Bangs, fringe, breakage — whatever you call it, it'll fit in some butterfly clips.
Last year, I decided to take the plunge and cut baby bangs. Turns out, baby bangs are not quite as simple as regular bangs (which are also not particularly simple). There’s no clipping them back and forgetting about them--they’re too short to do so. I grew them out, pinned over them and forgot about it.
Until… (TWIST!) a couple of weeks ago, when I realised that, while I’d love to have effortless, boho-esque hair that just hangs down and doesn’t require much styling or fussing, my hair will never look like that without heat styling (which I am trying to eschew at all costs right now). This realisation, combined with my baby-hairs situation means that even putting my hair up looks messy.
Bangs are the perfect solution here. You can style them and look like you made a ton of effort when you didn’t really make any effort at all and the rest of your hair is frizzy and repulsive. So I decided to once again take the plunge.
This time, however, I knew I needed a strategy to deal with my little baby bangs for mornings when I wake up and they look like this:
I don’t want to spend too much time styling the front of my hair every day, so I have a flow chart of sorts in my mind palace in order to be one step ahead of life.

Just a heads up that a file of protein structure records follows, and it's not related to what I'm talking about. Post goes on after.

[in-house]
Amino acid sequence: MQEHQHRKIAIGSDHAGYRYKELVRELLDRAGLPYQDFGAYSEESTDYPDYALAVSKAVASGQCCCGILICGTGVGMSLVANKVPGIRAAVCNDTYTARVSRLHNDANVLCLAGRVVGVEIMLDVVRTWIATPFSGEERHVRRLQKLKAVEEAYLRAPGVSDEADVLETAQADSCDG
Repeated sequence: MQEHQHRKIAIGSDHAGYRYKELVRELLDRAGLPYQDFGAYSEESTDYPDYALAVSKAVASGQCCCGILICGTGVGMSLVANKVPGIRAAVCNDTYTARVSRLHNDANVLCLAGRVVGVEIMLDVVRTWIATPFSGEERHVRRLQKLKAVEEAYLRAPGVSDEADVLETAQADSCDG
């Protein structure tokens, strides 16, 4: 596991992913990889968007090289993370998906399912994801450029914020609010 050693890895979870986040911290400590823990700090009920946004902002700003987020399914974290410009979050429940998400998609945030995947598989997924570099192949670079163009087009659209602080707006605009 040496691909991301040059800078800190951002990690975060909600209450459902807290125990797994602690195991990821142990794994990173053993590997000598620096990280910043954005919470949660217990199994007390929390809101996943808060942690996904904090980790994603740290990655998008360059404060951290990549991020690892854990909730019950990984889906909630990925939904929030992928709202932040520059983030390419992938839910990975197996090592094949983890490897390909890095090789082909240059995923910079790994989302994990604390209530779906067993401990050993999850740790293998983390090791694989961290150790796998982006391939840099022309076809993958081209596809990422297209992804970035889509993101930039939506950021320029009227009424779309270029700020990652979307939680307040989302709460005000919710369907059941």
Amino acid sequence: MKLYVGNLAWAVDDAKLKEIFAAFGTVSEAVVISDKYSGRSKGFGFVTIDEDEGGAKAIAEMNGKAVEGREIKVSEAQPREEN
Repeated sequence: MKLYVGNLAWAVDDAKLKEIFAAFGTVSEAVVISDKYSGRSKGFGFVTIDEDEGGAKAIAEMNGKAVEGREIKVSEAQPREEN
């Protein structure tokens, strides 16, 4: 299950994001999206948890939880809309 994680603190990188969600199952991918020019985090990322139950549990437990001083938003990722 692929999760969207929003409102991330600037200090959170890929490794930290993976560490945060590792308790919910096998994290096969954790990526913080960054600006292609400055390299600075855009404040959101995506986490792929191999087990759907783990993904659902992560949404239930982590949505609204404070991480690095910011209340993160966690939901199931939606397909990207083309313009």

So, when I wake up looking like the above picture, my first step is to use a good boar bristle brush, like this one from Denman in order to smooth the hairs in the correct direction and assess the situation fully.
Sometimes, this step is enough. Other times, however, this doesn’t cut it. The problem is that the hairs have usually settled in the incorrect direction, lying sideways and all around.
You need to reassert control of your hair and teach it to lie where you tell it to. If your bangs are too flat, skip the headband and move onto the next step. This method is useful if the hair is too voluminous. Just put a headband over your bangs like so:
After this step, my woes are usually over.
Unfortunately, my bangs sometimes decide to cling to my forehead or still won’t lie correctly, so heat is the next step.
This is when the flat iron will come out to save the day. All I do is start at the top of my bangs and twist my wrist slightly in order to create a natural curve. Be careful to work quickly to avoid any dents.
The problem with working with a hair iron, though, is that it can sometimes make your bangs go stiff, and the more you try to fix it with the iron, the worse it becomes and, eventually, there’s no going back.
The final step in my baby bang mind palace flow chart is the omnipotent hairdryer.
The reason I leave this step for last is that I normally do my makeup before my hair, and I hate standing over the sink, wetting my fringe and thus removing half my foundation in the process. Beauty is pain, though, so here we are.
After your bangs are damp to wet, clip back the top half and, using a small round brush, blow-dry this layer in a voluminous curve.
After this, drop the top layer and, using a paddle brush, blow-dry your bangs to one side, then another and then to the front. This gives them maximum bounce and movability while also forcing them to lie in the right direction.
After this, we are all out of steps, and if your baby bangs aren’t perfecto by now, you should probably invest in an adorable hat.
So just to sum it all up for you:
Are you the boss of your bangs? Do you need me to come over and give them a talking to?